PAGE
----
Why do we need one pair of genome?

Research Press Release | May 25, 2018

Scientists have unraveled how the cell replication process destabilizes when it has more, or less, than a pair of chromosome sets, each of which is called a genome — a major step toward understanding chromosome instability in cancer cells.


In mammals, including humans, cells which make up the body are diploids, which means that a cell contains a pair of each chromosome. A non-diploid state destabilizes the properties of the cells, triggering abnormalities, cancers and other serious diseases. In asexual reproduction and cancer development, haploid (one set of each chromosome) and tetraploid (four sets of each chromosome) cells are generated, causing chromosomes to become unstable. However, why this instability occurs when the cell is in a non-diploid state has remained unknown.

Diploid and haploid cell

A diploid cell (left) and a haploid cell (right) showing normal and abnormal orientation of chromosomes (purple) and microtubules (green) during cell division, respectively. (Yaguchi K., et al., Journal of Cell Biology, April 30, 2018)

In the present study, the researchers used human cell lines with different ploidy states — haploid, diploid and tetraploid — to investigate the effect of the differences on the cell replication process.

In normal cells, there are two centrosomes, which are regulators of cell replication. The researchers observed gradual loss of centrosomes in haploid cells and frequent over-duplication of centrosomes in tetraploid cells, both of which triggered frequent abnormalities in the cell replication process.

In addition, researchers found that there were fewer cellular fibers, called microtubules, in haploid cells, and more in tetraploid cells. This was significant, as the number of these fibers was found to be a key factor that changes the efficiency of centrosome duplication, resulting in either centrosome loss or over-duplication. On the other hand, the efficiency of DNA replication, which is another important step in cell replication, remained constant, regardless of a cell’s ploidy.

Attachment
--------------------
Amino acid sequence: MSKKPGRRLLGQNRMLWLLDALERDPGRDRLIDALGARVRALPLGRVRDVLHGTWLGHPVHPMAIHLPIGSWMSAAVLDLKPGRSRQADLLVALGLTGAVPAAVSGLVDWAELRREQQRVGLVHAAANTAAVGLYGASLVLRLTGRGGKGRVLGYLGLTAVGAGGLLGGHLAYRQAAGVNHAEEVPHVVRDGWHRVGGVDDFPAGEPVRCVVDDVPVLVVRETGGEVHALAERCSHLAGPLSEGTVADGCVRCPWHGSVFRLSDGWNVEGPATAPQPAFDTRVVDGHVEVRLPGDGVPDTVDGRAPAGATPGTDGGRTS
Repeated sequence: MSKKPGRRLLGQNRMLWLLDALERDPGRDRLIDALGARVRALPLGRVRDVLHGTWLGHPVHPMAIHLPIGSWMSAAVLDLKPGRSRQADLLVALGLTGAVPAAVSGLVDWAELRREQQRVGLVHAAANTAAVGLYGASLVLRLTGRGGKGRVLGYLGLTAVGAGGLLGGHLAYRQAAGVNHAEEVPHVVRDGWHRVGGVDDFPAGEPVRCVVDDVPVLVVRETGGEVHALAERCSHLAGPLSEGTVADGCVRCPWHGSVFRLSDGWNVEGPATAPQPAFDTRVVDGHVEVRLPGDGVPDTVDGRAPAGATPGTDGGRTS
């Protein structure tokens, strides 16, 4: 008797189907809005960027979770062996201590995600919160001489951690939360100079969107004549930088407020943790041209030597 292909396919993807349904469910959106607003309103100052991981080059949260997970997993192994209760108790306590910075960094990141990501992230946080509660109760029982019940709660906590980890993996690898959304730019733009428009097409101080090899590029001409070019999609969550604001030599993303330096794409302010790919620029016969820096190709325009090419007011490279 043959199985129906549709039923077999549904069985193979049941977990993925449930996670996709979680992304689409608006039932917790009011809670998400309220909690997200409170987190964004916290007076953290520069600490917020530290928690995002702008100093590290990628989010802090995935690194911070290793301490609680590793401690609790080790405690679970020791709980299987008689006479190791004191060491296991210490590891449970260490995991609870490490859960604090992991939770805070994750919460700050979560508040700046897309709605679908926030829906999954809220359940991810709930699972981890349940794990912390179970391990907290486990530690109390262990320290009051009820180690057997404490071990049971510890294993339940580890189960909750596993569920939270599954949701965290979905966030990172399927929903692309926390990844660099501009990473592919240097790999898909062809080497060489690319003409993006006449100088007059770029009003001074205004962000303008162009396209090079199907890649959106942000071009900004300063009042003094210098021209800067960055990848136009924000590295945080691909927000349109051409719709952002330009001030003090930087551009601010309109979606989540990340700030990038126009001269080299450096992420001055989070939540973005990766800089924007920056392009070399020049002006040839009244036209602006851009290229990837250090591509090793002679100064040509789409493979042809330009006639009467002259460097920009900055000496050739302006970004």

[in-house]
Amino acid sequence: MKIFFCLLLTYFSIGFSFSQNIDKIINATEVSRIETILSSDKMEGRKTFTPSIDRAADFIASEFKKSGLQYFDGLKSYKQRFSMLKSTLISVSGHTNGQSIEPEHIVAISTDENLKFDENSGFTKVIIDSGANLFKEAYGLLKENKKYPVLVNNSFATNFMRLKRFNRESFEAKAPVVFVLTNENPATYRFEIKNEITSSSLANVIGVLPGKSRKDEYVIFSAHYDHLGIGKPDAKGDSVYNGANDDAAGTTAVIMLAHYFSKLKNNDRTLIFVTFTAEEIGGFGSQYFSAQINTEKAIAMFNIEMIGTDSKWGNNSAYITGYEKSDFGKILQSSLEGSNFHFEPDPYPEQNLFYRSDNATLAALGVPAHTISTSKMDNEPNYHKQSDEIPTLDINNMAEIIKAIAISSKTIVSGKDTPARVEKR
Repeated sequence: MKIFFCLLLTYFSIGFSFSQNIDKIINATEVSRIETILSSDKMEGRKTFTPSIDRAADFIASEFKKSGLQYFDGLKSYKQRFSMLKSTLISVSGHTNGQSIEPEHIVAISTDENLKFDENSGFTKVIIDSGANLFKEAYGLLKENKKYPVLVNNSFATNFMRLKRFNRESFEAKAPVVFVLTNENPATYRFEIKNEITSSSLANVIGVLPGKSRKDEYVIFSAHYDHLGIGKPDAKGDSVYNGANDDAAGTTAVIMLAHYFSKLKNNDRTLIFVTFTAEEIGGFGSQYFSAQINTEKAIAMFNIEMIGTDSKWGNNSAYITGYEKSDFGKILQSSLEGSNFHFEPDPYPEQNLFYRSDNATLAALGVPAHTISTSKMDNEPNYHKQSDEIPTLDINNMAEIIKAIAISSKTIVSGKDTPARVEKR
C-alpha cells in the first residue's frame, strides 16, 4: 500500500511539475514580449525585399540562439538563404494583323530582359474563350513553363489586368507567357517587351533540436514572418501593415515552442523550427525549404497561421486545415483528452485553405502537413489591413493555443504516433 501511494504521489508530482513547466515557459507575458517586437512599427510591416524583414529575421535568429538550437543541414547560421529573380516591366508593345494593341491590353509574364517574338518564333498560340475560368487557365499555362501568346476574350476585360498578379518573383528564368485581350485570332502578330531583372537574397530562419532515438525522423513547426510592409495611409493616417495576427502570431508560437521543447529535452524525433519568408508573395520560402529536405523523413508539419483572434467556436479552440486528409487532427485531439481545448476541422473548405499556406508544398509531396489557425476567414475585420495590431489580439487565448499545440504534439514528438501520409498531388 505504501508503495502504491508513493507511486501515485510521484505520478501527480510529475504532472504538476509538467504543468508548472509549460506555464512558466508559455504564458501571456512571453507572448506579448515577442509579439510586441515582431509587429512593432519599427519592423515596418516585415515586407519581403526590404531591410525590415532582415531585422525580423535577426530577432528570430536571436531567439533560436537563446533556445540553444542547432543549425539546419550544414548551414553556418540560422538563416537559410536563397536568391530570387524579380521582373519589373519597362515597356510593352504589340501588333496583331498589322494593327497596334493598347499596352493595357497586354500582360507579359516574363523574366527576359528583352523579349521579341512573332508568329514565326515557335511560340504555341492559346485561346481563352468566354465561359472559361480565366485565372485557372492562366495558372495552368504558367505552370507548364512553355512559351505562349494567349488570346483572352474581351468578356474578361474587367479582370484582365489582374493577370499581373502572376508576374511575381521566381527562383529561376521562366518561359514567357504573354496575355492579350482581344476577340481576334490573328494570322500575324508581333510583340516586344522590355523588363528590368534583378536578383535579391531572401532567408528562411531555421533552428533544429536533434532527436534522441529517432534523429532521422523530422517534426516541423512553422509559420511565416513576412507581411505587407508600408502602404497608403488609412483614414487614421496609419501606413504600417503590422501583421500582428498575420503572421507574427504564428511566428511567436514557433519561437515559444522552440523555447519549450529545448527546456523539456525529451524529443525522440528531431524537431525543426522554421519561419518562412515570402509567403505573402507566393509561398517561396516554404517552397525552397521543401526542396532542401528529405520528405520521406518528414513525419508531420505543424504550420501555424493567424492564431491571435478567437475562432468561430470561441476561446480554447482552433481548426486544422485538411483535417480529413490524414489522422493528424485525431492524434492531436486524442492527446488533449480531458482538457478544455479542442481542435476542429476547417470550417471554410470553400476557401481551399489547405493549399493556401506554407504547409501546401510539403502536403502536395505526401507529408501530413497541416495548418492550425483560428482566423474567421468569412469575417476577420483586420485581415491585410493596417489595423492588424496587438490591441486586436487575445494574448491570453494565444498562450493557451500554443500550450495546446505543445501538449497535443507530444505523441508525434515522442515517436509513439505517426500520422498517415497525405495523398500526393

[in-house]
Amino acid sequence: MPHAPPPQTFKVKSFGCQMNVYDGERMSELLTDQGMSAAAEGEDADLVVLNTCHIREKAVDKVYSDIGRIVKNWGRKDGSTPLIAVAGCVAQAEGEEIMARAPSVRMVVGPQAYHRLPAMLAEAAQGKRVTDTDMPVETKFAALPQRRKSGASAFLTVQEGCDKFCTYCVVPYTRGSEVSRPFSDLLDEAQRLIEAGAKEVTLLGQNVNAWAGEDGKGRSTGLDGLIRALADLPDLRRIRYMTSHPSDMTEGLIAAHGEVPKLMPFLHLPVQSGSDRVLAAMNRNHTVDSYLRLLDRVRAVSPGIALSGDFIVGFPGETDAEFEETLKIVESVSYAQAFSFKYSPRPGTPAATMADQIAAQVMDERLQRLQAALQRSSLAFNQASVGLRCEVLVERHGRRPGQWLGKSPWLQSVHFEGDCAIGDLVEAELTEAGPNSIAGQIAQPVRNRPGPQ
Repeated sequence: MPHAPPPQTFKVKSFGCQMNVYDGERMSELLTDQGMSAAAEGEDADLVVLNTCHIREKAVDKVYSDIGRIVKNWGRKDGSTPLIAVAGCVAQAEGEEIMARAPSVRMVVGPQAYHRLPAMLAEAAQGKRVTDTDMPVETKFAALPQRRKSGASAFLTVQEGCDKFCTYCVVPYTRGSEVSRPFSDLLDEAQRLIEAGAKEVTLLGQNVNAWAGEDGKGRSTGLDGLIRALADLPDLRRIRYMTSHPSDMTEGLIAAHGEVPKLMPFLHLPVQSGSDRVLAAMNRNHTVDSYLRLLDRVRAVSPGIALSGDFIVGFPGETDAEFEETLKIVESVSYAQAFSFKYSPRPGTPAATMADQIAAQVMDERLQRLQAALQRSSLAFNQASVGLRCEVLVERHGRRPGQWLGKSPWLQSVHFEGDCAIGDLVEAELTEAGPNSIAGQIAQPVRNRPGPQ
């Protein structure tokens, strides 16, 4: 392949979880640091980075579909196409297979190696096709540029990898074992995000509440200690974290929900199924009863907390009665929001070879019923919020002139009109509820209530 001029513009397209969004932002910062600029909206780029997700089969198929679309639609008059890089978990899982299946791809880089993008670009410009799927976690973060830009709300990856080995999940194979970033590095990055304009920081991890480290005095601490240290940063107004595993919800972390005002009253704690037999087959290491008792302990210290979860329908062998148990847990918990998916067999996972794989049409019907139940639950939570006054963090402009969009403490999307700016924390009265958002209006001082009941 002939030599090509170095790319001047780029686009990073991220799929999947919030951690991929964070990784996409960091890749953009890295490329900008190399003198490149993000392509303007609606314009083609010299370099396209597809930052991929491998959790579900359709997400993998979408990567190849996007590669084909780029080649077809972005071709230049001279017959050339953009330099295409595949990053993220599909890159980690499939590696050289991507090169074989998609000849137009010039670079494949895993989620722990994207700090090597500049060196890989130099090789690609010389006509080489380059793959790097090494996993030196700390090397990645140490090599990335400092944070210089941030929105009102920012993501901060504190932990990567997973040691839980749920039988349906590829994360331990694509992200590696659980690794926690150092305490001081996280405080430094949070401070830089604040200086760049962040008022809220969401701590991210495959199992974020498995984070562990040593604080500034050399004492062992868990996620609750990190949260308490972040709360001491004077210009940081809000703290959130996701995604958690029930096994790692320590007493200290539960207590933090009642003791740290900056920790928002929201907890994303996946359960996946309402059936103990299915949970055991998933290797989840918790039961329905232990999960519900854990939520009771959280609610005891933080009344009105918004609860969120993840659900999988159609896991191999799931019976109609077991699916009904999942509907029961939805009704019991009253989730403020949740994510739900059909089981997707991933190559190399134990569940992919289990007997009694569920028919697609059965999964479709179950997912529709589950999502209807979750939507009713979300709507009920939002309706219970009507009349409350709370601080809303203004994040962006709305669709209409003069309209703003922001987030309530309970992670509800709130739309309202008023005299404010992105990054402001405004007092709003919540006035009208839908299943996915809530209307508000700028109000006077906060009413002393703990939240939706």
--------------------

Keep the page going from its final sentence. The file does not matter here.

“Incompatibility between centrosome duplication and the DNA replication cycle could be the underlying cause of the instability in non-diploid cells in mammals,” says Ryota Uehara. “Our findings could help understand chromosome instability in cancer cells, which are often in a non-diploid state, and lead to new cancer treatment strategies.”


The number of microtubules (green) increases proportionally to ploidy level, altering efficiency of centrosome duplication. (Yaguchi K., et al., Journal of Cell Biology, April 30, 2018)

Original article:

Uehara R., et al., Uncoordinated centrosome cycle underlies the instability of non-diploid somatic cells in mammals, Journal of Cell Biology, April 30, 2018.

DOI: 10.1083/jcb.201701151


Funding information:

This work was supported by the Akiyama Life Science Foundation, the Inamori Foundation, the Mochida Memorial Foundation, the Naito Foundation, the Nakajima Foundation, the Noastec Foundation (grant T-3-9), the SGH Foundation, the Suhara Memorial Foundation, the Sumitomo Foundation (grant 150105), the Takeda Science Foundation, the Uehara Memorial Foundation (grant G15118), and Ministry of Education, Culture, Sports, Science and Technology/Japan Society for the Promotion of Science KAKENHI (grants 15K14501 and 17K15111).



Associate Professor Ryota Uehara

Graduate School of Life Science

Hokkaido University

E-mail: ruehara[at]sci.hokudai.ac.jp

Naoki Namba (Media Officer)

Global Relations Office

Institute for International Collaboration

Hokkaido University

Tel: +81-11-706-2185

Email: pr[at]oia.hokudai.ac.jp